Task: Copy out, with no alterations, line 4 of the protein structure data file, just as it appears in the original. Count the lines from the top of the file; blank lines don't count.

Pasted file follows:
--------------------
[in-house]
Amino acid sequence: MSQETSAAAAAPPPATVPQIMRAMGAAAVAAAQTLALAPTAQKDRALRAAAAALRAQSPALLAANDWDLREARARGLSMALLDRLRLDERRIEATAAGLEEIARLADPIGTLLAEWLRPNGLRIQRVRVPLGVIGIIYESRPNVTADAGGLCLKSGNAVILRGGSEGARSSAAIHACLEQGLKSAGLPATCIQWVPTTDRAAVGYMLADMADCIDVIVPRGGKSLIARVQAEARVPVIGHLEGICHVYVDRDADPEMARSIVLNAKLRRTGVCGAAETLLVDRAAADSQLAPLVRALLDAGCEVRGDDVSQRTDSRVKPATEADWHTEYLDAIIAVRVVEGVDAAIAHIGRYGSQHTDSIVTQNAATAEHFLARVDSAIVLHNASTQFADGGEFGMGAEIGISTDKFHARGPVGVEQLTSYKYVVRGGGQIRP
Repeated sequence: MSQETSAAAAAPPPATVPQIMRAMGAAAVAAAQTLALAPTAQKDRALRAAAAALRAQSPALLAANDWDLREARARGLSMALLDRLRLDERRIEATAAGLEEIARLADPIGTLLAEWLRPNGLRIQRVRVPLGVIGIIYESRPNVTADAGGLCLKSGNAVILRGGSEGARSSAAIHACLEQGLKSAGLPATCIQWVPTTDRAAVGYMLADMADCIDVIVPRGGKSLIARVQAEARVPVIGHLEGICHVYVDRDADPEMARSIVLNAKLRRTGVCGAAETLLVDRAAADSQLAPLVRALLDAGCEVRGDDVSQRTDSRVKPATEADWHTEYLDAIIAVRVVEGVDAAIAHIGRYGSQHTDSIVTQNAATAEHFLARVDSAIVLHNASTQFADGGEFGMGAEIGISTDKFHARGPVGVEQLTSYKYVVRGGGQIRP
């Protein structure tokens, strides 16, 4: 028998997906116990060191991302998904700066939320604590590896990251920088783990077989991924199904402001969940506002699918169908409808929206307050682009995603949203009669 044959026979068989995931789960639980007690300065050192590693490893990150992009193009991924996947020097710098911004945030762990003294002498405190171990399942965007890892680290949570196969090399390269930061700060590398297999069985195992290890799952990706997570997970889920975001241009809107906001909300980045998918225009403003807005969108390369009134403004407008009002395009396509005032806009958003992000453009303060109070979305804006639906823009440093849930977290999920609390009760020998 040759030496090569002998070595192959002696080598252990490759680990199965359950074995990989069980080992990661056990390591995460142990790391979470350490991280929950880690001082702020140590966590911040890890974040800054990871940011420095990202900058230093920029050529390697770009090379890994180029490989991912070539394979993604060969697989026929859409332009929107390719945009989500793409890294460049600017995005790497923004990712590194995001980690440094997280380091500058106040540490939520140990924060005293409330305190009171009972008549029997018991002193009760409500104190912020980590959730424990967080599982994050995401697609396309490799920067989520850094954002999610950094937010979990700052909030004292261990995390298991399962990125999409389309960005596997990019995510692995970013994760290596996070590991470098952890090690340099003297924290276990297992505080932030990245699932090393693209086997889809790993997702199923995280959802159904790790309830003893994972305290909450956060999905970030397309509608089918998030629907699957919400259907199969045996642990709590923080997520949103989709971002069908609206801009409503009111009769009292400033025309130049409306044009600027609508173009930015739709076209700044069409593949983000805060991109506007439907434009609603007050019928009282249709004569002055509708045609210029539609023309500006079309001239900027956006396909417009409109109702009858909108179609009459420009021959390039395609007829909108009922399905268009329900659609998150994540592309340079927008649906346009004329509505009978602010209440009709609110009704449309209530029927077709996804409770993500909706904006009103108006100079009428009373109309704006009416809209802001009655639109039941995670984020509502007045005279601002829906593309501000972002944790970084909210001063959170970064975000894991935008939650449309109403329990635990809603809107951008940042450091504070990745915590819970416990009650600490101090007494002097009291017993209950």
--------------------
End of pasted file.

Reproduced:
């Protein structure tokens, strides 16, 4: 028998997906116990060191991302998904700066939320604590590896990251920088783990077989991924199904402001969940506002699918169908409808929206307050682009995603949203009669 044959026979068989995931789960639980007690300065050192590693490893990150992009193009991924996947020097710098911004945030762990003294002498405190171990399942965007890892680290949570196969090399390269930061700060590398297999069985195992290890799952990706997570997970889920975001241009809107906001909300980045998918225009403003807005969108390369009134403004407008009002395009396509005032806009958003992000453009303060109070979305804006639906823009440093849930977290999920609390009760020998 040759030496090569002998070595192959002696080598252990490759680990199965359950074995990989069980080992990661056990390591995460142990790391979470350490991280929950880690001082702020140590966590911040890890974040800054990871940011420095990202900058230093920029050529390697770009090379890994180029490989991912070539394979993604060969697989026929859409332009929107390719945009989500793409890294460049600017995005790497923004990712590194995001980690440094997280380091500058106040540490939520140990924060005293409330305190009171009972008549029997018991002193009760409500104190912020980590959730424990967080599982994050995401697609396309490799920067989520850094954002999610950094937010979990700052909030004292261990995390298991399962990125999409389309960005596997990019995510692995970013994760290596996070590991470098952890090690340099003297924290276990297992505080932030990245699932090393693209086997889809790993997702199923995280959802159904790790309830003893994972305290909450956060999905970030397309509608089918998030629907699957919400259907199969045996642990709590923080997520949103989709971002069908609206801009409503009111009769009292400033025309130049409306044009600027609508173009930015739709076209700044069409593949983000805060991109506007439907434009609603007050019928009282249709004569002055509708045609210029539609023309500006079309001239900027956006396909417009409109109702009858909108179609009459420009021959390039395609007829909108009922399905268009329900659609998150994540592309340079927008649906346009004329509505009978602010209440009709609110009704449309209530029927077709996804409770993500909706904006009103108006100079009428009373109309704006009416809209802001009655639109039941995670984020509502007045005279601002829906593309501000972002944790970084909210001063959170970064975000894991935008939650449309109403329990635990809603809107951008940042450091504070990745915590819970416990009650600490101090007494002097009291017993209950």